If you think that Mondo, the Austin, Texas-based pop culture brand, is only staggeringly beautiful alternate movie posters, well, think again. The company, owned by the Alamo Drafthouse, has expanded in recent years and now includes pins, collectables, apparel, and vinyl record soundtracks. It’s these records that have served as some of the most wonderful items in the company’s portfolio, especially when it comes to reissues or soundtracks that are appearing on the format for the very first time. (Their recent “Mission: Impossible – Fallout” vinyl is a jaw-dropper; get it now with a plutonium core colorway.) So you can imagine how thrilled we are to exclusively debut that they will have a brand-new edition of Alan Silvestri’s “Who Framed Roger Rabbit” score that will be on sale at San Diego Comic Con later this month, along with two new ‘Roger Rabbit’ pins by artist Craig Drake.
We spoke with Mo Shafeek, record label manager for Mondo, who confirms that this will be the first time that the “Who Framed Roger Rabbit” soundtrack has been in print on vinyl in 30 years. “Like a lot of pressings from that time period. ‘88/’89 was the beginning of the CD era. I didn’t even realize it had a vinyl pressing until I discovered it as a thrift store. I don’t know how many were made back then. The soundtrack industry was so weird in ‘88/’89,” Shafeek said. There were hit soundtracks from that period (he cited “Top Gun” and “Batman”) but this was decidedly weirder, a “Disney live-action/animation hybrid.” He admitted: “I don’t know how widely available it was at the time.”
One of the things that has notoriously slowed down (if not outright canceled) many projects related to the property is the unique rights/licensing agreements that were forged during the movie’s production, insuring that executive producer Steven Spielberg had just as much say (if not more) than Disney. “We knew it was an uphill battle. We’ve been very lucky in that we’ve developed a positive relationship with Disney. It came together organically but it took a while,” Shafeek said.
This new soundtrack is the same one that was released, however marginally, more than 30 years ago.
“‘Roger Rabbit’ was a title where we felt like it would be an honor just to reissue it like it was in ’88. One, because it’s been widely out-of-print for so long and two, it’s a great soundtrack. There’s a real beauty to the originally sequenced album,” Shafeek said. “The ‘Valiant and Valiant’ theme is one of my favorite Alan Silvestri’s compositions and it’s featured like a single. It’s a cool blend of two of the themes they use for Eddie. There are a couple of things like that on the soundtrack. It’s a great, condensed version of the score, which is I think sometimes overlooked when discussed the beauty of these expanded soundtracks. It’s like, yeah, you could use everything but a lot of times people worked hard to make the best, most listenable version of this album.” And anyone who loves the original soundtrack knows what a great album it actually is.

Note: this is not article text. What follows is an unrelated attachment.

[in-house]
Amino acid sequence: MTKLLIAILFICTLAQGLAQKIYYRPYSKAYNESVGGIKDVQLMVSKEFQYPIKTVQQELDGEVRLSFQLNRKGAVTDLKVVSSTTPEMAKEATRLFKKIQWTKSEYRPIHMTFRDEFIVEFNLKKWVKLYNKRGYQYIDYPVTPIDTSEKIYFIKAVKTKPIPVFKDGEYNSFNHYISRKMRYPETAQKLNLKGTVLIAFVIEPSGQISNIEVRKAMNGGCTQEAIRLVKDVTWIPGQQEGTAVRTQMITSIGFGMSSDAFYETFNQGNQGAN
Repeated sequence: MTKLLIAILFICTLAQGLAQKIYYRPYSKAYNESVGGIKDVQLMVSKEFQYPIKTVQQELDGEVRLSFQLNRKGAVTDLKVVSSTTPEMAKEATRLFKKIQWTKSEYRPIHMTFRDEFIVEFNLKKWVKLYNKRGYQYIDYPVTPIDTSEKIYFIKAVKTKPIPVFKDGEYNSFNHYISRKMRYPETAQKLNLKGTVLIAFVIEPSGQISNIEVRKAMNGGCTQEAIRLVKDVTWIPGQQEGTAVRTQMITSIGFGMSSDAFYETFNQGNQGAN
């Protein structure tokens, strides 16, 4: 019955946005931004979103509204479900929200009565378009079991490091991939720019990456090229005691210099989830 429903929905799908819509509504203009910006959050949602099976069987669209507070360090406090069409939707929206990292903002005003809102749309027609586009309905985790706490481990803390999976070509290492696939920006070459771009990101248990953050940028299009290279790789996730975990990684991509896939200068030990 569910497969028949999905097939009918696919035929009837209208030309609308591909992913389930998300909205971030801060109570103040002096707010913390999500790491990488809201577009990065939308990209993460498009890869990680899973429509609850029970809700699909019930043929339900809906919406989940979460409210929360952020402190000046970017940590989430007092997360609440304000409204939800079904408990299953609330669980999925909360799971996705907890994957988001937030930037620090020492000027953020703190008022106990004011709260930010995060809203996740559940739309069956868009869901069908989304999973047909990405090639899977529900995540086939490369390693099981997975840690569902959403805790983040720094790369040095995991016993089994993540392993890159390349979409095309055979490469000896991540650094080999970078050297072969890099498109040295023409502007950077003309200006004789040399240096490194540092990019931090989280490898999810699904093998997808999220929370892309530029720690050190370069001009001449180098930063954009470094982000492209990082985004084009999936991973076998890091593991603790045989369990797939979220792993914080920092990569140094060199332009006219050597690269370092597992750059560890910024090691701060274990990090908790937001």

Of course, as with any Mondo project, the artwork is just as important as anything else, and Shafeek supervises the art that goes into each Mondo vinyl release. “You always try to find an artist who fits the style and the vibe you’re going for. As a fan of this film, I’ve always viewed it as one of my favorite noir films. So I wanted it to feel like a cool, smoky noir without leaning too heavily on those tropes,” Shafeek said. He found his artists in Stan & Vince, a pair of French illustrators who had done posters for Mondo. “I didn’t know how they would approach rendering well-known and iconic animated characters, so seeing that it was faithful but through-their-lens, it came out gorgeous,” Shafeek said.
Another super nifty bit of the packaging: a reproduction of the Acme’s will prop that appears in the film. This bit of the package was a bit of a necessity, as there are sometimes additional credits that won’t fit on the sleeve, which Shafeek said, “might as well be a nod to the universe.” He scoured the internet trying to find if the original prop was up for sale. It wasn’t. But he did still manage to track down some high-res photos of it when it was on the auction block and went about faithfully recreating Roger’s lipstick crawl. Shafeek also promised that there’s even some “hidden” text on there as well, a reference to the will being written in invisible ink.
The record was pressed in two colorways: a “Dip” variant that looks like the toxic substance that Judge Doom devises to kill toons (made up of turpentine, acetone, and benzene as you’ll recall), which will be available exclusively at Comic Con and limited to 1,000 copies. Like the regular edition, it’ll retail for $25. (Should there be any left, Shafeek assured us, they’d go online after the convention.) There’s also a colorway meant to appropriate Jessica’s dress. So either version that you go home with will be a winner.
But that’s not all! There are a pair of enamel pins, perfect to accessorize your summertime jean jacket, designed by noted artist Craig Drake (see them below). One features Roger, the other Jessica, surrounded by a halo of rings from the Maroon Cartoon title cards. Chef’s kiss!
As always, stop by the Mondo booth (#435) starting on Wednesday night, for all sorts of surprises and delights.
Who Framed Roger RabbitPGJune 21st, 198883metacriticBased on 15 Critics
Down-on-his-luck private eye Eddie Valiant (Bob Hoskins) gets hired by cartoon producer R.K. Maroon (Alan Tilvern) to investigate an adultery scandal involving Jessica Rabbit (Kathleen Turner), the sultry wife of Maroon's biggest star, Roger Rabbit (Charles Fleischer). But when Marvin Acme (Stubby Kaye), Jessica's alleged paramour and the owner of Toontown, is found murdered, the villainous Judge Doom (Christopher Lloyd) vows to catch and destroy Roger. Read More
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